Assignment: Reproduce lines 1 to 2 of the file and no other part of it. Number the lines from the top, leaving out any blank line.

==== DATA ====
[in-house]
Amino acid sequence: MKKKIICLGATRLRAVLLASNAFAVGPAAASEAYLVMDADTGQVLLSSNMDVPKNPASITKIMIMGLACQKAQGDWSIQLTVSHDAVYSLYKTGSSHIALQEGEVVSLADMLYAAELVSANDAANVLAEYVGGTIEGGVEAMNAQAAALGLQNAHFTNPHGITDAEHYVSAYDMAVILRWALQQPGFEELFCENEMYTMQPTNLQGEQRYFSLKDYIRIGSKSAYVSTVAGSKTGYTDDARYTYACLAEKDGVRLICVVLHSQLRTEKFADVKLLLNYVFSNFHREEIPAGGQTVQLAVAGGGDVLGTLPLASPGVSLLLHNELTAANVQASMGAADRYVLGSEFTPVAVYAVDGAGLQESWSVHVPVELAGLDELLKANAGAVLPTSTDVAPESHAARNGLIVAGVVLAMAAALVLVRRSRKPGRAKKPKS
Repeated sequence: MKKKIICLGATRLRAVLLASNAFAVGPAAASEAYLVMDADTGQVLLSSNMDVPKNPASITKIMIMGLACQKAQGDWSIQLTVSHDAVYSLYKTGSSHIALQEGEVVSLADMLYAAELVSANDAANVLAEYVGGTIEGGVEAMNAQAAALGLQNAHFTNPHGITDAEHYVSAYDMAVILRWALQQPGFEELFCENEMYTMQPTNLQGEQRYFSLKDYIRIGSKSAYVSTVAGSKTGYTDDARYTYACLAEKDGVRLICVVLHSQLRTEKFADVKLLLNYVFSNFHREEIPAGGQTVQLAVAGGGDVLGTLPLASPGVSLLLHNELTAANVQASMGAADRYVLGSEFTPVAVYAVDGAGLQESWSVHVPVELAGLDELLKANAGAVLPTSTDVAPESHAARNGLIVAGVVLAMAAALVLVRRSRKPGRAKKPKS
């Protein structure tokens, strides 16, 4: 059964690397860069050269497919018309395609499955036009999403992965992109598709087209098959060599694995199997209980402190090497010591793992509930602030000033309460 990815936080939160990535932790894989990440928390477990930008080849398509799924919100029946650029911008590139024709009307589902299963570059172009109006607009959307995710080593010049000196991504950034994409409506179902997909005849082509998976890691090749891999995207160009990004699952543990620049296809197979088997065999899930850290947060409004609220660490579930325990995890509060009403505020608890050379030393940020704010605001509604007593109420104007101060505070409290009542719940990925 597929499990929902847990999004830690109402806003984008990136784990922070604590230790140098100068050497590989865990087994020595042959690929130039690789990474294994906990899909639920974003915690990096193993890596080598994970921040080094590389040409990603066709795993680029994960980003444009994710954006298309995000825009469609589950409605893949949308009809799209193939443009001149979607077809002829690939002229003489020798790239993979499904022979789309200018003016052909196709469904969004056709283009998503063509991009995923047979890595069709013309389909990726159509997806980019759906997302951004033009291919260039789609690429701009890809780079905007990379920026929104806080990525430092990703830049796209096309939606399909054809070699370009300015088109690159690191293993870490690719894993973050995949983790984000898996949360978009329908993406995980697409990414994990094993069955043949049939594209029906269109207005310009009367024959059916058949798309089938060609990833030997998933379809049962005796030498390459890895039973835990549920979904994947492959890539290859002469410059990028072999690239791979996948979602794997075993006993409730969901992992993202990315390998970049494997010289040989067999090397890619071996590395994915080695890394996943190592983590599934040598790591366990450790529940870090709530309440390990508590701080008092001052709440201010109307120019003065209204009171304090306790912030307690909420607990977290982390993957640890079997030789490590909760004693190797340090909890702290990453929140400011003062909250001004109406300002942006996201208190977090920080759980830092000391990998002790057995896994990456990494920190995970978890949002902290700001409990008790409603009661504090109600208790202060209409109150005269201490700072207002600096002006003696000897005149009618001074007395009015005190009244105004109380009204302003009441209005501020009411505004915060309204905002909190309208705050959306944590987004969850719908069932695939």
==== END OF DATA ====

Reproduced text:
[in-house]
Amino acid sequence: MKKKIICLGATRLRAVLLASNAFAVGPAAASEAYLVMDADTGQVLLSSNMDVPKNPASITKIMIMGLACQKAQGDWSIQLTVSHDAVYSLYKTGSSHIALQEGEVVSLADMLYAAELVSANDAANVLAEYVGGTIEGGVEAMNAQAAALGLQNAHFTNPHGITDAEHYVSAYDMAVILRWALQQPGFEELFCENEMYTMQPTNLQGEQRYFSLKDYIRIGSKSAYVSTVAGSKTGYTDDARYTYACLAEKDGVRLICVVLHSQLRTEKFADVKLLLNYVFSNFHREEIPAGGQTVQLAVAGGGDVLGTLPLASPGVSLLLHNELTAANVQASMGAADRYVLGSEFTPVAVYAVDGAGLQESWSVHVPVELAGLDELLKANAGAVLPTSTDVAPESHAARNGLIVAGVVLAMAAALVLVRRSRKPGRAKKPKS